Day #225 – Why I Clicked…

On August 18, 2017, in Life, Personal, by Chris

Editor’s note: Many of you have enjoyed my Pic of the Day for quite a few years now. I’m starting something new to select certain images and give a little more backstory on why I chose to share it. Let’s see how this goes! I hope you enjoy it…

Day #225/365: The corn crop, leaves curled to conserve moisture versus a sky too stingy with its rain. Both want the thing the other is unwilling to give. This season’s yield may be disappointing.

We were out at the farm, just checking things out last weekend. The bright orange day lilies on the roadside had long since dried up; and all that remained was the lavender of the chicory, dusty thistle and the tired but stubborn green of mid-August.

I’ll be the first to admit that my eye is still quite novice, even after the years I’ve spent watching my neighbors planting and harvesting. But you could see it as you passed field after field on the way in, if you knew what to look for.

The corn had dutifully tasseled out, but the normally broad leaves were curled and thin. There wasn’t the lush embrace between stalks. Each seemed to keep to itself even in the close planted rows, like strangers in an elevator protecting their personal space.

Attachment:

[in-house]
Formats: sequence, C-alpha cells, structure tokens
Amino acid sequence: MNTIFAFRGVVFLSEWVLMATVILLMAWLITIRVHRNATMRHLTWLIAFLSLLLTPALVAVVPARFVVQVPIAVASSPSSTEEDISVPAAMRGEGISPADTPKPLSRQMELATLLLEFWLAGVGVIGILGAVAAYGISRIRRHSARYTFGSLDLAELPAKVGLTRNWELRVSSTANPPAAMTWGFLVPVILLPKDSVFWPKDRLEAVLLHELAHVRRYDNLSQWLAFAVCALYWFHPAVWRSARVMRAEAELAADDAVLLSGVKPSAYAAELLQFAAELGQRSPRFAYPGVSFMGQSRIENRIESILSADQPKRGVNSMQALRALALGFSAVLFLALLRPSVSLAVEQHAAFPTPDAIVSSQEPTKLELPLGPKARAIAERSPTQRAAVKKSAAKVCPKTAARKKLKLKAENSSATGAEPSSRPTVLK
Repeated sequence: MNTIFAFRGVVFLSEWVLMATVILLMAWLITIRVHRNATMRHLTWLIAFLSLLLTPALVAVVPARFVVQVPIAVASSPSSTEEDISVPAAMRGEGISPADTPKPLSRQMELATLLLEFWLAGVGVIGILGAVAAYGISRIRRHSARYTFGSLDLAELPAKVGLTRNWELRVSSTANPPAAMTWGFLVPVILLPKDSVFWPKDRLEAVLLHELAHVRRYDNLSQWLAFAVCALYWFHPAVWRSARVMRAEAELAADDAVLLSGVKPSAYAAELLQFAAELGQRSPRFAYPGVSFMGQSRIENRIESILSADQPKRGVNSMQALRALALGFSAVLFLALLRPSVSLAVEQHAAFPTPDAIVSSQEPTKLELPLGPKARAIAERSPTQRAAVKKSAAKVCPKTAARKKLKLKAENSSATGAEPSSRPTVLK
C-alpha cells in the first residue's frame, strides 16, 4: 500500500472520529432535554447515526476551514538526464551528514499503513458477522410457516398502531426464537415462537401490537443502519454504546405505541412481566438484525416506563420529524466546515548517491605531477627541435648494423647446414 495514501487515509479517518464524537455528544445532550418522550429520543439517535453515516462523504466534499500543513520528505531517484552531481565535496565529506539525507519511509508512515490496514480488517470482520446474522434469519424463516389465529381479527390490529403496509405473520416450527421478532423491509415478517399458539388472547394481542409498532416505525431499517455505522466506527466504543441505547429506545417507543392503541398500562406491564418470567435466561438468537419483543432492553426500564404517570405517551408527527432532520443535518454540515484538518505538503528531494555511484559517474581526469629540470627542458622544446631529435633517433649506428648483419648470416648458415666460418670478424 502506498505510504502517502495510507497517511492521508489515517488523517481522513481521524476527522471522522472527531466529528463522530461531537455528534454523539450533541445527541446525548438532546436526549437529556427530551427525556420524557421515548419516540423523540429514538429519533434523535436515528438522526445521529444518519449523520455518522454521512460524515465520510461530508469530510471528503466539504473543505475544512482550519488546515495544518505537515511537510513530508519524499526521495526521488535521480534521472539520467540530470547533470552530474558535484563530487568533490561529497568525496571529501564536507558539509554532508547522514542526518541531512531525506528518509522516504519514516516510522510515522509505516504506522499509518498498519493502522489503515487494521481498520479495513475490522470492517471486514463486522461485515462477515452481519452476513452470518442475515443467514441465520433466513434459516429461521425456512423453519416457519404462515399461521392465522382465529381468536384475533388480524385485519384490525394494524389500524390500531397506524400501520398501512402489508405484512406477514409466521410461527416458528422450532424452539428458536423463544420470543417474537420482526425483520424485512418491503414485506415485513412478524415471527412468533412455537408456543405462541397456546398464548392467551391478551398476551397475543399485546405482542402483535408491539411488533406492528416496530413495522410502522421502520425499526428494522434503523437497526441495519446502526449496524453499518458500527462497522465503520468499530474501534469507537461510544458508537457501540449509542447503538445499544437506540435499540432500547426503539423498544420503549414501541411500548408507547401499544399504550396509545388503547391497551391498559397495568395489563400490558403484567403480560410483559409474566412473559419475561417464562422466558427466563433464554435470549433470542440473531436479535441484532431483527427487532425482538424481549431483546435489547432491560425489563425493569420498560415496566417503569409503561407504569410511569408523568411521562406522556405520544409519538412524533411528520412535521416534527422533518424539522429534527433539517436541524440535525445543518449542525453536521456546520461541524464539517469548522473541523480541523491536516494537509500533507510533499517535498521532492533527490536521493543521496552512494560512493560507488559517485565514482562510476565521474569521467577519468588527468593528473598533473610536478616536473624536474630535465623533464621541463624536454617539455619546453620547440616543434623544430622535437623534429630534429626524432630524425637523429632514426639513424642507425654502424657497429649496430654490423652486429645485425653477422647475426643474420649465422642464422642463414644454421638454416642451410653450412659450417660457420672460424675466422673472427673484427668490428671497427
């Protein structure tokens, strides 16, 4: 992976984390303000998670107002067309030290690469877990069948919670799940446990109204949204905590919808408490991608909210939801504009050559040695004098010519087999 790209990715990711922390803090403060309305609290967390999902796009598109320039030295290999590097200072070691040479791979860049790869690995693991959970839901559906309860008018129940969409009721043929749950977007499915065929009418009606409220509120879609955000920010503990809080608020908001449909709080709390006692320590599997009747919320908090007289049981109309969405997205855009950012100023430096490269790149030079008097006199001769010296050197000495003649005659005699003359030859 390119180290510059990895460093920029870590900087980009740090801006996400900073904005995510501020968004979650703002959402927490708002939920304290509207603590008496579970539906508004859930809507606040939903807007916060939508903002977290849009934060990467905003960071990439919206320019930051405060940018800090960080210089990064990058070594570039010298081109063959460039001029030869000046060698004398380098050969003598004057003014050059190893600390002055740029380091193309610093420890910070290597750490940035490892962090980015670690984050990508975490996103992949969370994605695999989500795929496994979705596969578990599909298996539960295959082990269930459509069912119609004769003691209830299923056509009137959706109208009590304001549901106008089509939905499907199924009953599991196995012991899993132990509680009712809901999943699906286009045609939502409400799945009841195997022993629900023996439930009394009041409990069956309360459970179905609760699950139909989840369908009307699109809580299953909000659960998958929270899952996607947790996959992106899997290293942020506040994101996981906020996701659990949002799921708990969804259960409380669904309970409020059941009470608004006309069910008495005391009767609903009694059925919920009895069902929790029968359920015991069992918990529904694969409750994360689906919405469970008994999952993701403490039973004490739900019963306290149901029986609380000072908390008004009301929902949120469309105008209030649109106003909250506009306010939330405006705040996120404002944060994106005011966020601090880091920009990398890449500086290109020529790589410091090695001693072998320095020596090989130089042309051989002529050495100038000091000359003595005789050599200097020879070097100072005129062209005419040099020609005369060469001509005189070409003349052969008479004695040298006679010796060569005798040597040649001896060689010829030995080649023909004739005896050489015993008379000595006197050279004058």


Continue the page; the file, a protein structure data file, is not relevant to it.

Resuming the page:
Upon a closer look, the cobs on each stalk seemed… shorter. There would be less space to hold the very thing my friends were planting for. And it all came into focus.

The July rain hadn’t come for the corn.

All is not lost, though. There will be a harvest; but the yield will be smaller in comparison to years past. If the drought is widespread, the corn prices may tick up and soften the blow a bit. And my friends will hit it again next season and hope for better.

I looked through my camera lens at the blue sky relentlessly tugging at the corn for its moisture, almost pulling the stalk out of the ground with its force. And the corn stubbornly clinging to the soil, drawing from wherever it could for the sustenance it needed.

The tension is clear and mirrors the struggle these families endure year after year with joy, coaxing life from the earth.

And I clicked.

My longtime friend Kirk says, “July rain for corn, August rain for soybeans.”

Let’s hope that greedy sky is kinder to the beans.

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